I’ve been observing an unusual programmer friend of mine for some time now. (Yeah… a “friend”, that’s it….) He has such a strange combination of potential and incompetence that its hard to tell if he is just lazy or if he has a “light” form of autism or some other disorder. I try to avoid “easy” pop-psychology terms when discussing him, but try to be as specific as possible when listing his qualities:
* Inability to absorb too many details verbally. Extreme learn-by-doing and learn-by-example learning style. If in a class situation, tends to need to engage somehow by asking questions and relating material back to other experiences– seen as disruptive by “normal” people. If asked to work on something concurrently with the lecture, will focus so much on the task at hand that he won’t catch additional instructions that were not presented in the main– and he’ll often ask the exact question that the teacher just answered.
* Inability to multi-task. If you tell him to do three things, he’ll do one really well, misinterpret what you meant by the second, and completely forget about the third. If you need a quick favor, your best bet is to tell him you really need it and then stand right there until it’s done for the three minutes or so that it takes. (Think Butterbur from Lord of the Rings: “One thing drives out another!”) Tends to have a “tell me what to do, but don’t tell me how” attitude. His theme song is “I Did it My Way.” He hates phones and prefers emails.
* Inability to manage or even to “see” certain classes of “mundane” details. (Knowing what to eat from the fridge and when; strong aversion to balancing a checkbook or going through a stack of bills. When cleaning the kitchen, only certain zones get attention; practically unable to get every last dirty dish to the sink– sorta need someone to help by putting the dirty dishes in the sink so they’re all identified.)
* Inability to organize. (Cleaning method: put everything that doesn’t have an obvious place into one or more miscellaneous boxes. Once a year throw out most of the boxes when the contents are “stale” enough. Paperwork management technique: accrue random papers. Act on the most urgent and throw them away. Periodically clean off desk by boxing up the remaining papers and throwing them all away when they get sufficiently “stale”.)
* Capable of working through entire books of information; does especially well with brief descriptions/examples followed by exercises. Capable of working for extended periods of time. Capable of relating the information to other experiences/activities in creative ways. A strong “visionary” streak. Good in brainstorming sessions. A strong focus on the implications of new ideas/frameworks/strategies. Can do a great deal on his own, but will often miss key techniques due to his “detail blindness” and lack of thoroughness– he relies on common sense, inspiration, and brute force in order to keep up with “normal people.”
* Capable of coming up with pretty good project ideas on his own, but does not take on projects for the purposes of finishing them– he’s mainly interested in projects as a means of mastering a skill or proving a point. Worried about “being ready” for a time when the skill/idea will be needed in a “real” situation. Very lazy in the mathematical/programmer sense– will spend incredible amounts of time to get something “right” so that “work will be saved later”. There’s generally not a net gain in time saved, but if a set of details is dealt with well enough, they no longer have to be bothered with– freeing up a great deal of mental capacity for this person!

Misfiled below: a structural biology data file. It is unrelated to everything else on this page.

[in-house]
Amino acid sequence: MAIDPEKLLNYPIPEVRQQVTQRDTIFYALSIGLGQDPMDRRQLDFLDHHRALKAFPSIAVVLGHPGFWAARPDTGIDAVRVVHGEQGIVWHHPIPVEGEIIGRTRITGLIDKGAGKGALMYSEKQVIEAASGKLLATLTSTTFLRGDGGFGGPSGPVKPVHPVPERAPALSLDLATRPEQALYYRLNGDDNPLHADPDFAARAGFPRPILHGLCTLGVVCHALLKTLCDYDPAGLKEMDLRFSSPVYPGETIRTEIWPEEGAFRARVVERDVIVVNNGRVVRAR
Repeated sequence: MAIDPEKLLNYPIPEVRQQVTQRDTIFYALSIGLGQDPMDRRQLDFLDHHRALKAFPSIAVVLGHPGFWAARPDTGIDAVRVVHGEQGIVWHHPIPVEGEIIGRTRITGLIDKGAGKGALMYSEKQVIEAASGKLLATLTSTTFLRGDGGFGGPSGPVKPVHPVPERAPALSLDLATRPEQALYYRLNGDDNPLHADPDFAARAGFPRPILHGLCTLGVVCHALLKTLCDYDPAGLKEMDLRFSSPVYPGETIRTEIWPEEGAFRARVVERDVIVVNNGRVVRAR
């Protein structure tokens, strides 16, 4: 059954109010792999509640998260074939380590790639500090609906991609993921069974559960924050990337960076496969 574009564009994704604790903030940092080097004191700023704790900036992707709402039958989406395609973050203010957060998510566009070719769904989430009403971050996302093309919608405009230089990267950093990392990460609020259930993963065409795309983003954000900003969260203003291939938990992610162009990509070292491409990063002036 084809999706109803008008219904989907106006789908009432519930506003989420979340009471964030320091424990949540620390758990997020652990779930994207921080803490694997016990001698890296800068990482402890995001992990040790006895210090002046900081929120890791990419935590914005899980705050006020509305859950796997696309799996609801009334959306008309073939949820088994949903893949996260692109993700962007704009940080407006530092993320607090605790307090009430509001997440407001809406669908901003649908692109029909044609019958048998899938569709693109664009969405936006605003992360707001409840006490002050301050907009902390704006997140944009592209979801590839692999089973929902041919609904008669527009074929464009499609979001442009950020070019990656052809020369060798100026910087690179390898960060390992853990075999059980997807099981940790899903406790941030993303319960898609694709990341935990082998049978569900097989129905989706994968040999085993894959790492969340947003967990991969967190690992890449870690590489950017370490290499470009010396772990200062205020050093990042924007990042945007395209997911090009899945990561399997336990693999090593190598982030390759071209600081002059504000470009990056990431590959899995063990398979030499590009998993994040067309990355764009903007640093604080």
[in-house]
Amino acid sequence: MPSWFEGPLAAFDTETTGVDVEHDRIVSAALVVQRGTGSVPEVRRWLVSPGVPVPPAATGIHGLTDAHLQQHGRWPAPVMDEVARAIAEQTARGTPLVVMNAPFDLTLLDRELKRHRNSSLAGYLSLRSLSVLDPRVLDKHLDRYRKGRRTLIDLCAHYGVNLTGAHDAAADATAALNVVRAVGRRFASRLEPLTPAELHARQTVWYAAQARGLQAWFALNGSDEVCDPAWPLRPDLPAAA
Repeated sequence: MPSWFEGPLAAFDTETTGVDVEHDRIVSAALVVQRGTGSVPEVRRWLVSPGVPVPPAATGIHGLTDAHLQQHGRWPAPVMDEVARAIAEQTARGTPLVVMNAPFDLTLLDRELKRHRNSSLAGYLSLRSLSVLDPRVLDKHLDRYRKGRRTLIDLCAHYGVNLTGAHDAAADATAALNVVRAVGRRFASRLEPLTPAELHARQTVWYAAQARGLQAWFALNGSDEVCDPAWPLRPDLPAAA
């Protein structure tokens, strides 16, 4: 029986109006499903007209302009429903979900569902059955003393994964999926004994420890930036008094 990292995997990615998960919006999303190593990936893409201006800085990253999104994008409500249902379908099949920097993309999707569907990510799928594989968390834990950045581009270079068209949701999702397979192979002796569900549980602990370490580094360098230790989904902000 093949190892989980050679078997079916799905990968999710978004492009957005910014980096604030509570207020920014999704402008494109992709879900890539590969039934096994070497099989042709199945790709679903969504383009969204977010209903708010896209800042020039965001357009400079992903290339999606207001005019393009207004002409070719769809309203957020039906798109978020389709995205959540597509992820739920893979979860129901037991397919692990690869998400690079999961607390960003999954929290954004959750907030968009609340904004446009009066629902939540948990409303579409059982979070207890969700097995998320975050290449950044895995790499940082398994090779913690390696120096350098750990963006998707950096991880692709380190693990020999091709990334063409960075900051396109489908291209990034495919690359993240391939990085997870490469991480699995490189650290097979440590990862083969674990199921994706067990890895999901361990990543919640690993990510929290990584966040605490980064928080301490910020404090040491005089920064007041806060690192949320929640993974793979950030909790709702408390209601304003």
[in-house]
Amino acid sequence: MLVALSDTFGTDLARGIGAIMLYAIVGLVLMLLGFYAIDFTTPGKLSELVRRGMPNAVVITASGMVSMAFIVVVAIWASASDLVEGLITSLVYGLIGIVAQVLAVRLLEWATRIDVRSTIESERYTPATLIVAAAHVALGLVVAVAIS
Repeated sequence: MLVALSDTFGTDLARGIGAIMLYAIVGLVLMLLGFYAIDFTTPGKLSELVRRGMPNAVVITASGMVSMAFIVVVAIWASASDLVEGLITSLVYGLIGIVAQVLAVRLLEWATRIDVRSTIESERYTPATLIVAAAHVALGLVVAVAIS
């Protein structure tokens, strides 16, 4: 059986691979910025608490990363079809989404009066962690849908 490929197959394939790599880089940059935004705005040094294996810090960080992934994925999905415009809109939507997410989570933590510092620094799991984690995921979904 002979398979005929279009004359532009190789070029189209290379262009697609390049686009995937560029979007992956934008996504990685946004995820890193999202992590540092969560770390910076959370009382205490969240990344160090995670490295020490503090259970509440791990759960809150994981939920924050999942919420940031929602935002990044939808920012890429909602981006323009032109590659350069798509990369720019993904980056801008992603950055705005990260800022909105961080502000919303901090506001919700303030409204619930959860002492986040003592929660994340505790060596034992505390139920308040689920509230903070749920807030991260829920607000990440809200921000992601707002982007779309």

* While he can’t absorb details verbally, he has an unusual degree of empathy. He can view things from other peoples perspectives somehow unlike the usual “arrogant programmer geek.” He also has a sense of timing, flow, balance… some sort of artistic flair that shows up occasionally. Stereotypical “top notch” analytical problem solvers tend to lack these qualities.
* Faults tend not to show up terribly badly unless he’s put in a situation where his weaknesses are key to the task at hand. In order to excel in one sphere, he will often sacrifice another– it’s as if there’s only so much “detail” stress/worry his brain can handle and it just shuts down after a certain point. Faults become obvious when there ceases to be a reserve he can “steal” from in order to fuel his efforts in other areas. The structure of school covered up his problems for many years– his worst failures were viewed as “slacker” laziness. The fact that most classes were over in a few months meant he could just move on before things could come to a serious crisis. It’s only in long term situations where his personality really starts to have obvious detrimental effects on things.
* If he can team up with a solid detail oriented checklist/calendar type person, he can be an awesome supplement to a team or company. This doesn’t always pan out due to personalities and politics, but when “the stars are aligned” things can really hum.
Is this guy sick? Looking at it myself, I tend to think “irresponsible.” At the same time, it seems to take him enormous amounts of willpower to do ordinary things. Should he content himself to finding a niche where his problems aren’t as relevant, or should he try to fix this? Are there drugs to fix this, or is he just naturally a square peg in a round hole that walks to the beat of a different drummer, etc etc? Will fixing this sacrifice his creativity? Do you know of any other programmers like this and what they did to cope with their weirdness?